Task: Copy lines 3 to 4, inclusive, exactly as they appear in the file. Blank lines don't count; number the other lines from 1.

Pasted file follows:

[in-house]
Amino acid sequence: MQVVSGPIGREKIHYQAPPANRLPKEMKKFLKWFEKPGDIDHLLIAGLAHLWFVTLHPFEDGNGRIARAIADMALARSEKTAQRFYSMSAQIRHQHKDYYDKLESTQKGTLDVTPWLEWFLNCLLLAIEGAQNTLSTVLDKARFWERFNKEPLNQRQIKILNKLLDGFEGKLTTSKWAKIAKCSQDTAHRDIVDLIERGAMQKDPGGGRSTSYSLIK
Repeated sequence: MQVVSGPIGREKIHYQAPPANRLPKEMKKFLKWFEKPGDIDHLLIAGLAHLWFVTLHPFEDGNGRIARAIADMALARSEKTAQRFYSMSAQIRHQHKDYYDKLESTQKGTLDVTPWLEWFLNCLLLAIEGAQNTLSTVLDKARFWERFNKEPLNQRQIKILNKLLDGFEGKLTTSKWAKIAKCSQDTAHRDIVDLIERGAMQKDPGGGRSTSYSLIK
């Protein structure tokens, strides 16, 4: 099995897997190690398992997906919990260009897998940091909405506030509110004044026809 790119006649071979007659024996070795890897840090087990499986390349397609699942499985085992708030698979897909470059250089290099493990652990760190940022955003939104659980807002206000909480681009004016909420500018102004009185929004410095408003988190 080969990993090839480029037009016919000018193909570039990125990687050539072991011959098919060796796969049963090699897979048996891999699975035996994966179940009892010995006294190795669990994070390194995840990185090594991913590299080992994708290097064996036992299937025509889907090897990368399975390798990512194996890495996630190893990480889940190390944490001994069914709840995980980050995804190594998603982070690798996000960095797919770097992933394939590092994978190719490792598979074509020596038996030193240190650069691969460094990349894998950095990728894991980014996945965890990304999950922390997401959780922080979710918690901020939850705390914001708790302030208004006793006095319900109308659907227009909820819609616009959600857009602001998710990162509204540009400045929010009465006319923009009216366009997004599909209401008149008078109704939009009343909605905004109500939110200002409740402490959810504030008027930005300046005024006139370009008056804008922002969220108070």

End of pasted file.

Repeated sequence: MQVVSGPIGREKIHYQAPPANRLPKEMKKFLKWFEKPGDIDHLLIAGLAHLWFVTLHPFEDGNGRIARAIADMALARSEKTAQRFYSMSAQIRHQHKDYYDKLESTQKGTLDVTPWLEWFLNCLLLAIEGAQNTLSTVLDKARFWERFNKEPLNQRQIKILNKLLDGFEGKLTTSKWAKIAKCSQDTAHRDIVDLIERGAMQKDPGGGRSTSYSLIK
């Protein structure tokens, strides 16, 4: 099995897997190690398992997906919990260009897998940091909405506030509110004044026809 790119006649071979007659024996070795890897840090087990499986390349397609699942499985085992708030698979897909470059250089290099493990652990760190940022955003939104659980807002206000909480681009004016909420500018102004009185929004410095408003988190 080969990993090839480029037009016919000018193909570039990125990687050539072991011959098919060796796969049963090699897979048996891999699975035996994966179940009892010995006294190795669990994070390194995840990185090594991913590299080992994708290097064996036992299937025509889907090897990368399975390798990512194996890495996630190893990480889940190390944490001994069914709840995980980050995804190594998603982070690798996000960095797919770097992933394939590092994978190719490792598979074509020596038996030193240190650069691969460094990349894998950095990728894991980014996945965890990304999950922390997401959780922080979710918690901020939850705390914001708790302030208004006793006095319900109308659907227009909820819609616009959600857009602001998710990162509204540009400045929010009465006319923009009216366009997004599909209401008149008078109704939009009343909605905004109500939110200002409740402490959810504030008027930005300046005024006139370009008056804008922002969220108070």